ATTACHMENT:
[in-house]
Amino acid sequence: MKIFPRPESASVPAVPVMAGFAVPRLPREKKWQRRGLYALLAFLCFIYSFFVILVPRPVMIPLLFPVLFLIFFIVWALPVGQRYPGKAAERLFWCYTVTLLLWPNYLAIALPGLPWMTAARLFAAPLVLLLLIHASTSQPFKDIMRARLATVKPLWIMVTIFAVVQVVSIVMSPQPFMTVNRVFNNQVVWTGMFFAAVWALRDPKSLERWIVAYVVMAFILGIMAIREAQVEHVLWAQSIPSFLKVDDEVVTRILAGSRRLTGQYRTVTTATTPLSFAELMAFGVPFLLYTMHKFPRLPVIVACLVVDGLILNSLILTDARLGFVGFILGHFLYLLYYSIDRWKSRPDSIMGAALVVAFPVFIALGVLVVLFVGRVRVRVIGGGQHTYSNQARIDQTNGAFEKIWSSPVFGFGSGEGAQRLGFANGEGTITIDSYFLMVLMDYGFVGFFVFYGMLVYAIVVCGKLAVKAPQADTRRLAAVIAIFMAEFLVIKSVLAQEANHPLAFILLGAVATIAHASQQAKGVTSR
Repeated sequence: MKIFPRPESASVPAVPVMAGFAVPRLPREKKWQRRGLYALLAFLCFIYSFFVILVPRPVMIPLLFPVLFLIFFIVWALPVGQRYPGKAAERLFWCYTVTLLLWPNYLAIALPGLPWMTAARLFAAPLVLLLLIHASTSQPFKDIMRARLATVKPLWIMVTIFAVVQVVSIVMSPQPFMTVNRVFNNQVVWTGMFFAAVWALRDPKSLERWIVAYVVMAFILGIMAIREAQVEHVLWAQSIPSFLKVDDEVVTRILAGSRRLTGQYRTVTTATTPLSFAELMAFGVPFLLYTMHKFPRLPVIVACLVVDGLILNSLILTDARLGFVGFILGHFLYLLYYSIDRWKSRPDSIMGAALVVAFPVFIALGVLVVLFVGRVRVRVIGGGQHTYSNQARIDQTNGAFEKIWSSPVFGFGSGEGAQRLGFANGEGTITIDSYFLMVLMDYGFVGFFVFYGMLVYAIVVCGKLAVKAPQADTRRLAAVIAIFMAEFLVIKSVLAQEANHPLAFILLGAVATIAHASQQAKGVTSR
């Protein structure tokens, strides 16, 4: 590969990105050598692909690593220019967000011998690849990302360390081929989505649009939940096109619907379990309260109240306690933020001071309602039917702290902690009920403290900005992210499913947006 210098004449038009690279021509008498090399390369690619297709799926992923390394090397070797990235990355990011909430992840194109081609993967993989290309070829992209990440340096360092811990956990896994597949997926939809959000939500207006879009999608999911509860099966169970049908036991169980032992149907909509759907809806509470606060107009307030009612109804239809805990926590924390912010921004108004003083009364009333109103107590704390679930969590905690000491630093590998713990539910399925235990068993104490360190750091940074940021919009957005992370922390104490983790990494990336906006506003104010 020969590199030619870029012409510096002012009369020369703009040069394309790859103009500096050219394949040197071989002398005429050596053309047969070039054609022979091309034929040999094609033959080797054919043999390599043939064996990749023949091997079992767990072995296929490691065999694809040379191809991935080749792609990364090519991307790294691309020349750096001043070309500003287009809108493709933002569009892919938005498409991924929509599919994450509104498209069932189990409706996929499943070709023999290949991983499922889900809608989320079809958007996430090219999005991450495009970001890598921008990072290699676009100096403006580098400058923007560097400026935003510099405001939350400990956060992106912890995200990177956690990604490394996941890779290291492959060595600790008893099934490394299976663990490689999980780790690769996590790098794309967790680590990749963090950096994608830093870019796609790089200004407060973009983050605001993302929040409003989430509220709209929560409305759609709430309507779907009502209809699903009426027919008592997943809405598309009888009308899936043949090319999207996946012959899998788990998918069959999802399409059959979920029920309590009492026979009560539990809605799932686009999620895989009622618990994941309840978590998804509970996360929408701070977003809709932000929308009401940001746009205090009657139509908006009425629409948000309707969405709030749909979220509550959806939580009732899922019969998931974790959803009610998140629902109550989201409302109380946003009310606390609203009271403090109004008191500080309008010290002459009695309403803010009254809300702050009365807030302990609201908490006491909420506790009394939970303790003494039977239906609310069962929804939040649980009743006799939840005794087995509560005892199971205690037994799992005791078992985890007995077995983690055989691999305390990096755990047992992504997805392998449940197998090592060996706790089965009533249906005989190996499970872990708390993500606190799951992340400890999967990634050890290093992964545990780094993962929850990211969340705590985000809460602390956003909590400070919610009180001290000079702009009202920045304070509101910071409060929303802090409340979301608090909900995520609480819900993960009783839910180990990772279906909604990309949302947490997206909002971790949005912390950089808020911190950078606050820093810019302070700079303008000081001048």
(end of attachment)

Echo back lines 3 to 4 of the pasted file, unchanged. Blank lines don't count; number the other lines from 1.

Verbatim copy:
Repeated sequence: MKIFPRPESASVPAVPVMAGFAVPRLPREKKWQRRGLYALLAFLCFIYSFFVILVPRPVMIPLLFPVLFLIFFIVWALPVGQRYPGKAAERLFWCYTVTLLLWPNYLAIALPGLPWMTAARLFAAPLVLLLLIHASTSQPFKDIMRARLATVKPLWIMVTIFAVVQVVSIVMSPQPFMTVNRVFNNQVVWTGMFFAAVWALRDPKSLERWIVAYVVMAFILGIMAIREAQVEHVLWAQSIPSFLKVDDEVVTRILAGSRRLTGQYRTVTTATTPLSFAELMAFGVPFLLYTMHKFPRLPVIVACLVVDGLILNSLILTDARLGFVGFILGHFLYLLYYSIDRWKSRPDSIMGAALVVAFPVFIALGVLVVLFVGRVRVRVIGGGQHTYSNQARIDQTNGAFEKIWSSPVFGFGSGEGAQRLGFANGEGTITIDSYFLMVLMDYGFVGFFVFYGMLVYAIVVCGKLAVKAPQADTRRLAAVIAIFMAEFLVIKSVLAQEANHPLAFILLGAVATIAHASQQAKGVTSR
């Protein structure tokens, strides 16, 4: 590969990105050598692909690593220019967000011998690849990302360390081929989505649009939940096109619907379990309260109240306690933020001071309602039917702290902690009920403290900005992210499913947006 210098004449038009690279021509008498090399390369690619297709799926992923390394090397070797990235990355990011909430992840194109081609993967993989290309070829992209990440340096360092811990956990896994597949997926939809959000939500207006879009999608999911509860099966169970049908036991169980032992149907909509759907809806509470606060107009307030009612109804239809805990926590924390912010921004108004003083009364009333109103107590704390679930969590905690000491630093590998713990539910399925235990068993104490360190750091940074940021919009957005992370922390104490983790990494990336906006506003104010 020969590199030619870029012409510096002012009369020369703009040069394309790859103009500096050219394949040197071989002398005429050596053309047969070039054609022979091309034929040999094609033959080797054919043999390599043939064996990749023949091997079992767990072995296929490691065999694809040379191809991935080749792609990364090519991307790294691309020349750096001043070309500003287009809108493709933002569009892919938005498409991924929509599919994450509104498209069932189990409706996929499943070709023999290949991983499922889900809608989320079809958007996430090219999005991450495009970001890598921008990072290699676009100096403006580098400058923007560097400026935003510099405001939350400990956060992106912890995200990177956690990604490394996941890779290291492959060595600790008893099934490394299976663990490689999980780790690769996590790098794309967790680590990749963090950096994608830093870019796609790089200004407060973009983050605001993302929040409003989430509220709209929560409305759609709430309507779907009502209809699903009426027919008592997943809405598309009888009308899936043949090319999207996946012959899998788990998918069959999802399409059959979920029920309590009492026979009560539990809605799932686009999620895989009622618990994941309840978590998804509970996360929408701070977003809709932000929308009401940001746009205090009657139509908006009425629409948000309707969405709030749909979220509550959806939580009732899922019969998931974790959803009610998140629902109550989201409302109380946003009310606390609203009271403090109004008191500080309008010290002459009695309403803010009254809300702050009365807030302990609201908490006491909420506790009394939970303790003494039977239906609310069962929804939040649980009743006799939840005794087995509560005892199971205690037994799992005791078992985890007995077995983690055989691999305390990096755990047992992504997805392998449940197998090592060996706790089965009533249906005989190996499970872990708390993500606190799951992340400890999967990634050890290093992964545990780094993962929850990211969340705590985000809460602390956003909590400070919610009180001290000079702009009202920045304070509101910071409060929303802090409340979301608090909900995520609480819900993960009783839910180990990772279906909604990309949302947490997206909002971790949005912390950089808020911190950078606050820093810019302070700079303008000081001048």